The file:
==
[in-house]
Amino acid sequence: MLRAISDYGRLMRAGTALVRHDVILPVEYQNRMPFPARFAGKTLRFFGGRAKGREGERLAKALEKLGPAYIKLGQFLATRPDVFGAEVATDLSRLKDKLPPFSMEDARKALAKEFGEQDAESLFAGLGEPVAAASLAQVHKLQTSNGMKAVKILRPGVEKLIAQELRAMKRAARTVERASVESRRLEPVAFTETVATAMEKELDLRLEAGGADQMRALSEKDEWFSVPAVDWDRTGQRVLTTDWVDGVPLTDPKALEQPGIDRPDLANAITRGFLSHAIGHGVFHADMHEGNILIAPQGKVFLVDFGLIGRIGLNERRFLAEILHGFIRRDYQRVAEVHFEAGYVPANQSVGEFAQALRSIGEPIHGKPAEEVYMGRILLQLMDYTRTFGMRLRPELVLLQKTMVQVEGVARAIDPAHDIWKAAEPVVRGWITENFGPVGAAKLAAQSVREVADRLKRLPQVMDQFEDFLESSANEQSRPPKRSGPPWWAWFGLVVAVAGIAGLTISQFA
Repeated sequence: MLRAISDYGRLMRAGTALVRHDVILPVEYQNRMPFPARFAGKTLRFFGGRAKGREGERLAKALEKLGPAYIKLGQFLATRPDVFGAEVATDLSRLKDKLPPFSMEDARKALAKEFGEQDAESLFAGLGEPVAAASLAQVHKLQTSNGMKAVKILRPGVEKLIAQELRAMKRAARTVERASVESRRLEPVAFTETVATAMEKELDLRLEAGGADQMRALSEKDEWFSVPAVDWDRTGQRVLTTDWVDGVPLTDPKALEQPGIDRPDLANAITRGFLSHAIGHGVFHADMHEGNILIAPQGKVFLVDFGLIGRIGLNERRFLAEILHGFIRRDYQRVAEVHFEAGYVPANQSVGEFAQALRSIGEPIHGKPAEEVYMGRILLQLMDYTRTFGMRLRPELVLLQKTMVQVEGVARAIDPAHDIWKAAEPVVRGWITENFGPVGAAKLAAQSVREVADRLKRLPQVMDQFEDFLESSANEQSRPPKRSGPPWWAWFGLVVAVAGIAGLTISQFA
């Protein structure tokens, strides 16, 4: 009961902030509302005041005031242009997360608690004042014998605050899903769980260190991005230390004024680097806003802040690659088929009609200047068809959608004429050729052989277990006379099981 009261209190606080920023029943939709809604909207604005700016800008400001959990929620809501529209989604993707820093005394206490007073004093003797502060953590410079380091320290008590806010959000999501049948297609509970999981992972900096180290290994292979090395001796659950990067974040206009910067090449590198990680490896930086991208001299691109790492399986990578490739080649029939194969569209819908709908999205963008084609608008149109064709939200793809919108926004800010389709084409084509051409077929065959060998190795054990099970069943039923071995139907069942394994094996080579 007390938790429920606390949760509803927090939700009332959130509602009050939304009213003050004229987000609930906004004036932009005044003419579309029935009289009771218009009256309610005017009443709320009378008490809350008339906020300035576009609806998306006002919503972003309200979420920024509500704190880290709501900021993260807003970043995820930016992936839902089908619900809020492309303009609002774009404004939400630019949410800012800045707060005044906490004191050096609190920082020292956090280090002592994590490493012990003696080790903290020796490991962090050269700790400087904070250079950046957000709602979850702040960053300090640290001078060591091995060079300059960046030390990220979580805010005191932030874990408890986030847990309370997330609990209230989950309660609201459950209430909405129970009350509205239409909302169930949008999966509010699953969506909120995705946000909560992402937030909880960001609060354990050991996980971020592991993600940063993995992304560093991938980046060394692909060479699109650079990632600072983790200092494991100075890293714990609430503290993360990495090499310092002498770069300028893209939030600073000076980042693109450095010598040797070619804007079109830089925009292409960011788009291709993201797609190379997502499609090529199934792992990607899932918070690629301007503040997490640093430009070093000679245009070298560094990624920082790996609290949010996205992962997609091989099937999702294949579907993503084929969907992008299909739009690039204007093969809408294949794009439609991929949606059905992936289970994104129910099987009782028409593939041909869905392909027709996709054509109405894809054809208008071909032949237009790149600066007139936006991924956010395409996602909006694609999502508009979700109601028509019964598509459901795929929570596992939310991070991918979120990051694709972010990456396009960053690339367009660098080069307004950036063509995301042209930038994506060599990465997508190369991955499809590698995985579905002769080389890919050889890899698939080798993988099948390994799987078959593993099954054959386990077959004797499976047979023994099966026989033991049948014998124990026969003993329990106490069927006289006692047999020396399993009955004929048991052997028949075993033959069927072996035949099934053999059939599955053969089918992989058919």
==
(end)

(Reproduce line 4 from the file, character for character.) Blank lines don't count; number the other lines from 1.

């Protein structure tokens, strides 16, 4: 009961902030509302005041005031242009997360608690004042014998605050899903769980260190991005230390004024680097806003802040690659088929009609200047068809959608004429050729052989277990006379099981 009261209190606080920023029943939709809604909207604005700016800008400001959990929620809501529209989604993707820093005394206490007073004093003797502060953590410079380091320290008590806010959000999501049948297609509970999981992972900096180290290994292979090395001796659950990067974040206009910067090449590198990680490896930086991208001299691109790492399986990578490739080649029939194969569209819908709908999205963008084609608008149109064709939200793809919108926004800010389709084409084509051409077929065959060998190795054990099970069943039923071995139907069942394994094996080579 007390938790429920606390949760509803927090939700009332959130509602009050939304009213003050004229987000609930906004004036932009005044003419579309029935009289009771218009009256309610005017009443709320009378008490809350008339906020300035576009609806998306006002919503972003309200979420920024509500704190880290709501900021993260807003970043995820930016992936839902089908619900809020492309303009609002774009404004939400630019949410800012800045707060005044906490004191050096609190920082020292956090280090002592994590490493012990003696080790903290020796490991962090050269700790400087904070250079950046957000709602979850702040960053300090640290001078060591091995060079300059960046030390990220979580805010005191932030874990408890986030847990309370997330609990209230989950309660609201459950209430909405129970009350509205239409909302169930949008999966509010699953969506909120995705946000909560992402937030909880960001609060354990050991996980971020592991993600940063993995992304560093991938980046060394692909060479699109650079990632600072983790200092494991100075890293714990609430503290993360990495090499310092002498770069300028893209939030600073000076980042693109450095010598040797070619804007079109830089925009292409960011788009291709993201797609190379997502499609090529199934792992990607899932918070690629301007503040997490640093430009070093000679245009070298560094990624920082790996609290949010996205992962997609091989099937999702294949579907993503084929969907992008299909739009690039204007093969809408294949794009439609991929949606059905992936289970994104129910099987009782028409593939041909869905392909027709996709054509109405894809054809208008071909032949237009790149600066007139936006991924956010395409996602909006694609999502508009979700109601028509019964598509459901795929929570596992939310991070991918979120990051694709972010990456396009960053690339367009660098080069307004950036063509995301042209930038994506060599990465997508190369991955499809590698995985579905002769080389890919050889890899698939080798993988099948390994799987078959593993099954054959386990077959004797499976047979023994099966026989033991049948014998124990026969003993329990106490069927006289006692047999020396399993009955004929048991052997028949075993033959069927072996035949099934053999059939599955053969089918992989058919």